Christian in the World

The Christian in the World Lecture Series is an integrated program of study, prayer and discussion for Catholics who want to live their faith more deeply. The program seeks to help participants gain a more profound understanding of the Scriptures and the Church, and to support lay people in exploring how to live their baptismal vocation in everyday life.


Nature Imagery in the Psalms

The fall 2022 series of Christian in the World is a four-part series by Br. Thomas Buttrick, O.S.B., on images of nature found in the psalms. The opening presentation will be Saturday morning, September 10, in the Abbey library auditorium, from 9:15 to 11:45.

The series will continue on the second Saturday of each month: October 8, November 12, and December 10. Each presentation will be in the Abbey library auditorium from 9:15 to 11:45 am. All are welcome to join the monks for Midday Prayer in the Abbey church following the monthly presentations.

Payment can also be made at the door or by check mailed to:
PO Box 614
Saint Benedict, OR  97373

Please indicate which date(s) you plan to attend, along with your name and contact information, including either an email address or phone number. You may also register and pay on the day of the lecture. Student cost is $20 per season of four lectures, or $5 per lecture. The lectures will be available as audio talks on this web page following the final presentation in December.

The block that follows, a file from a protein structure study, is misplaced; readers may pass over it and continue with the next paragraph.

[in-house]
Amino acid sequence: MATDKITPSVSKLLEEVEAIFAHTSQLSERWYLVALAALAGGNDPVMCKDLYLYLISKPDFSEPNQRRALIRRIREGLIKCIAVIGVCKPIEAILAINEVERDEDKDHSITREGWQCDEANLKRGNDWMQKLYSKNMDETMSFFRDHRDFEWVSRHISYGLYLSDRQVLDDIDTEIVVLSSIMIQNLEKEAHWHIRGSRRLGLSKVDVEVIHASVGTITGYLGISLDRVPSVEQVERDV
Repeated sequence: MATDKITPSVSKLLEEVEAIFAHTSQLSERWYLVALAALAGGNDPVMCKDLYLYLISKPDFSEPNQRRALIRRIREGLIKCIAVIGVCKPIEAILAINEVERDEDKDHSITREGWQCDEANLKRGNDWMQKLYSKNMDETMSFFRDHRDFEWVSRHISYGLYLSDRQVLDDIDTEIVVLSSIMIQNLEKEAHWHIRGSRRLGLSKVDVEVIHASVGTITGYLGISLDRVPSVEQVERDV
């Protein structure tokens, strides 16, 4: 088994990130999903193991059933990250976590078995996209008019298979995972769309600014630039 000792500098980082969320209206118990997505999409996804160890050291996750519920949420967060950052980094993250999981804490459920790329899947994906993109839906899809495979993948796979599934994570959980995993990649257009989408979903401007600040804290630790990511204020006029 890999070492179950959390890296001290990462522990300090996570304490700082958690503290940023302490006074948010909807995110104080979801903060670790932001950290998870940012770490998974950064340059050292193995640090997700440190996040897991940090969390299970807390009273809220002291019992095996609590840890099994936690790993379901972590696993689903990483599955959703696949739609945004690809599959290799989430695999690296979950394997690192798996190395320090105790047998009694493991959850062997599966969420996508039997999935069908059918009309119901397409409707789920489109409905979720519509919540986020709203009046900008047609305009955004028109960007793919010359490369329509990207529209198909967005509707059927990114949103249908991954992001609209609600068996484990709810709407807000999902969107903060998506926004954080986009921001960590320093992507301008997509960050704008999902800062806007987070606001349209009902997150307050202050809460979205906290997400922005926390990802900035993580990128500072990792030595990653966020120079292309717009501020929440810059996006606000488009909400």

For more information about Christian in the World, please call Mary Ann Amsberry 503.769.3844.

Christian in the World archives

Beauty and the Search for God: A Conversation with Monk Artists of Mount Angel
Spring 2022 Panel Discussion

The spring 2022 CITW lecture was a live-streamed panel discussion with four monks of Mount Angel Abbey about faith and beauty. Among the panelists are three monk-artists. Fr. Vincent Trujillo is a master calligrapher; Fr. Teresio Caldwell is a musician and composer; Fr. Novice Jack Shrum writes icons and studied under Br. Claude Lane. Our fourth presenter is Br. Anselm Flores, who works with Fr. Nathan Zodrow, the art curator at Mount Angel, and is part of the monks’ art docent program. Moderating the discussion is Br. Thomas Buttrick.